"I think the race cars are a challenge to get right," Green said. "In cool conditions, they are quite easy to go flat all the way around but you lose quite a bit of downforce when the temperature comes up. They are a bit of a challenge and if the race day is hot, it will be a pretty interesting race.

"You face the same problems getting the car comfortable through the corners. This race track may be a touch more unique than some of the CART ovals we run on. Other than that, there is no difference between now and when we were here in 1995."

Green applauds the IRL for creating a race car that is fast enough to be exciting, but slow enough to be safer at the Indianapolis Motor Speedway. When Green's team last competed here, speeds were in the 234-mile an hour range. The fastest lap this month has been Scott Sharp's 226.137 mph.

"One thing that looks pretty sensible around here is the speeds," Green said. "They still look fast. Running around 220, it looks pretty sensible. I think the IRL formula is the right formula for this track. With the rules and engine competition in the CART series, every time we think we take boost and horsepower away at the end of the season, it's back again at the beginning of next season because the engine manufacturers are working so hard against each other.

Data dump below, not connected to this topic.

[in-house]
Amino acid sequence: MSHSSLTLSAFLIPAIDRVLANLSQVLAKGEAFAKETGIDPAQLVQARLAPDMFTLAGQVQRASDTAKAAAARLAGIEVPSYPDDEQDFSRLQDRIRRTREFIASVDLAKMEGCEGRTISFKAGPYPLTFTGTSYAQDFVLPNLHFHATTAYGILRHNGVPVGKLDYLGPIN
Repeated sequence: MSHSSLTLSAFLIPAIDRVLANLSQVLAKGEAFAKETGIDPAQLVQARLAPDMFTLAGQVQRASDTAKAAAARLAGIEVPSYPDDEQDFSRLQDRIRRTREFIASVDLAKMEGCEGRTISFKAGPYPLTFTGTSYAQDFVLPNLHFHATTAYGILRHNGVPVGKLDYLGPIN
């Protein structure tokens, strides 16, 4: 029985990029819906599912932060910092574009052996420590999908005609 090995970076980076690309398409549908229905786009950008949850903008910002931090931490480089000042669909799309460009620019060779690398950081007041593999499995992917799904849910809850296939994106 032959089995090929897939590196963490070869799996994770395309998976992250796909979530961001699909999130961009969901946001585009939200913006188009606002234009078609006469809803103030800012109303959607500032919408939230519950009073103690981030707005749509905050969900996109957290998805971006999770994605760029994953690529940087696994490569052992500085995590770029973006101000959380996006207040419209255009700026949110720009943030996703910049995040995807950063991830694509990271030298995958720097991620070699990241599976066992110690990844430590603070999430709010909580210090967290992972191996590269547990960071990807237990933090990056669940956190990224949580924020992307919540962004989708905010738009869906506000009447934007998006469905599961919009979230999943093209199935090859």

"If you had more engine manufacturers in this series, you would see a little bit more development going on and maybe the speeds would increase."

Green is also impressed with the quality of the IRL teams, particularly Team Menard and Kelley Racing, Cheever Indy Racing and Treadway Racing.

"There are a lot of small teams in the IRL that do a real good job, like Jeff Ward," Green said. "He's doing very well. The bigger you get from my position you start to lose touch with the day to day things going on the shop floor. The more people you have, the less chance you have to communicate with those people. To me, growing big has been the biggest
disappointment because I thought we were always good at communication."

Green and Andretti have been trying to get two weeks' worth of work in the first week of practice. After this weekend, they have to leave for the Twin Ring Motegi in Japan, the site of the next CART event next Saturday.

That is why the team has been so hard at work at Indy, trying to find the right combination that will make the return worthwhile.

"The race is what is important, we have to make sure we qualify safely so that we can go to Japan and race that race and feel comfortable we are in the show," Green said. "Any time on any race weekend when things aren't going well, you ask, `Why don't I have a real job where I have the weekend off and I'm playing golf. But the weekends when the car is running good, that's what makes it worth it."

Andretti and Green may have been gone for the biggest race in the world for five years, but both admit it seems like yesterday that they were competing in the race.

"It doesn't feel like we have been gone that long," Green said. "It's hard to believe it was so long ago. The biggest difference is the new grandstand suites behind the pits. There are an awful lot of the old faces around, still."